Another thing we might do is set aside a few dollars every month to help the poor and the alien. And because it has become so easy to just write a check (or fill out a computer screen) one of the things I challenge myself to do is to give in ways that fill small needs that larger charities miss. For example, there are local refugee families who can’t afford diapers. There are homeless people in our city who are out in the cold and need hats and gloves and hot cup of coffee. There are places in the city that provide these things, and are happy to accept contributions of diapers and hats and gloves and coffee. These are the gleanings of our harvest… we don’t even miss them… but they can make all the difference to someone in need.
Leviticus then goes on to repeat some of the Ten Commandments: you shall not steal, you shall not deal falsely, you shall not lie to each other, you shall not profane the name of your God, you shall not defraud your neighbor… again, these are all things that God would never do to us, and as God’s children, if we take after God, we won’t do them either.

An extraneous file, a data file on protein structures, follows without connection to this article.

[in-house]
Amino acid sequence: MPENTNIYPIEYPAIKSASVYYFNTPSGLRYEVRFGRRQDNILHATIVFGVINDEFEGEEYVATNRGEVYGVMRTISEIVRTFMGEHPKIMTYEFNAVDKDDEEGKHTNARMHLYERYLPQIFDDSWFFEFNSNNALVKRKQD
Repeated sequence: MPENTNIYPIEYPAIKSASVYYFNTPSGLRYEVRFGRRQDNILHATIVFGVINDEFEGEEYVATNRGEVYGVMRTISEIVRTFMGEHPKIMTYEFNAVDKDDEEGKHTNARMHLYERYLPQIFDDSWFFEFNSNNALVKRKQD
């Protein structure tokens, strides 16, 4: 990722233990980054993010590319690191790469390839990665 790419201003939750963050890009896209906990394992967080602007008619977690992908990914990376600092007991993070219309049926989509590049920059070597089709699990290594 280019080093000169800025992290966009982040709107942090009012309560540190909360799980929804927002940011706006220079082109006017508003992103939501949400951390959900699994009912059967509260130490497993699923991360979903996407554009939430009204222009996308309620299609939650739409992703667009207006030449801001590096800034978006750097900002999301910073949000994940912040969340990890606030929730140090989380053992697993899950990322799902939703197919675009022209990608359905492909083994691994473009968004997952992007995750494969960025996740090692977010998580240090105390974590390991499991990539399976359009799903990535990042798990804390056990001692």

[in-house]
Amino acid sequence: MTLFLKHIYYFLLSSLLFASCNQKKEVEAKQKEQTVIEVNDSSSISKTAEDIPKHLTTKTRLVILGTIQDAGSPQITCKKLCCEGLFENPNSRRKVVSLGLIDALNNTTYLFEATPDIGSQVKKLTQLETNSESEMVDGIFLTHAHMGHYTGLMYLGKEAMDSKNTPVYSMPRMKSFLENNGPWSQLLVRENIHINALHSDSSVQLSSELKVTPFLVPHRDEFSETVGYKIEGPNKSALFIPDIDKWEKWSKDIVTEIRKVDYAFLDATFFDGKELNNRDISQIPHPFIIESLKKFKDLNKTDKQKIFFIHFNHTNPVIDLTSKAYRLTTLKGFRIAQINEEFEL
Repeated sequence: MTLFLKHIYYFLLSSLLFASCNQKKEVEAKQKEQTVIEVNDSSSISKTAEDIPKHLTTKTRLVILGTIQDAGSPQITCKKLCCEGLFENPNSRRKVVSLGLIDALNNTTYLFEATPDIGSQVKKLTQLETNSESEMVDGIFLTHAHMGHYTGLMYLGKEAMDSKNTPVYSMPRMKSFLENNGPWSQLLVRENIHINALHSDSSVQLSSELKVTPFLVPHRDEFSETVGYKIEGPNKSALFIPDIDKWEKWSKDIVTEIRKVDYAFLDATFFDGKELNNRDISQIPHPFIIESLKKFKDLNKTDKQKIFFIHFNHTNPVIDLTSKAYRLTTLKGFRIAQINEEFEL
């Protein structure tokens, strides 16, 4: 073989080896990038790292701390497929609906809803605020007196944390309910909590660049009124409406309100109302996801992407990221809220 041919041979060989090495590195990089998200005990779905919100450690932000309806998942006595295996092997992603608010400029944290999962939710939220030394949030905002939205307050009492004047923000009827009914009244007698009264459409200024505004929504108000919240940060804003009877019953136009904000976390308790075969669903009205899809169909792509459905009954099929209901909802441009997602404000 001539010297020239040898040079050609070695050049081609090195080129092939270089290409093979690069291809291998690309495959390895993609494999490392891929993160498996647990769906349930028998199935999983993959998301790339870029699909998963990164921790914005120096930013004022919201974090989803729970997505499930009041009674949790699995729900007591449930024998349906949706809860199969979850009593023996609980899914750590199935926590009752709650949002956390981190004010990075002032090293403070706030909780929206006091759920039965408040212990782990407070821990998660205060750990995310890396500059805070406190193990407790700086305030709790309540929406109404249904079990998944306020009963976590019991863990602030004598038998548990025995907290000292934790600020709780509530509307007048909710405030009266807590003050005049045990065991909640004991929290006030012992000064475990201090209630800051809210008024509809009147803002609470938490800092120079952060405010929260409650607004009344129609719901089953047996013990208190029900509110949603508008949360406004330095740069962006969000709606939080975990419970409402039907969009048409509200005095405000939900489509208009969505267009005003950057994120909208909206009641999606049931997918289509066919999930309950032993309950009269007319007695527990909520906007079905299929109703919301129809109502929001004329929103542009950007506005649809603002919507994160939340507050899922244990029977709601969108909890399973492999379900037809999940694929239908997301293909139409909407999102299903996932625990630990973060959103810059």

And then God gives us something new to chew on. God says: “you shall not keep for yourself the wages of a laborer until morning” — because back in the day, holding back wages till morning meant somebody wasn’t going to eat dinner.
Along these lines, this past week I finished reading a book about the relationship between Andrew Carnegie and Henry Clay Frick. For anyone who’s not from Pittsburgh, Carnegie and Frick were the kings of steel — and they were also the men in charge of the Homestead steel plant, the birthplace of union labor after the murder of striking workers. I can’t help wondering if either of these men ever read this verse! The obligation of an employer to treat employees fairly starts right here in the word of God. I think this must be one of God’s most-frequently-violated laws. Even to this day too many people can’t afford to live on what they make. And far too many people here in America and around the world are trapped in something worse: human trafficking. The fair and humane treatment of employees is not a political issue, it is a moral issue – it’s right here in God’s word.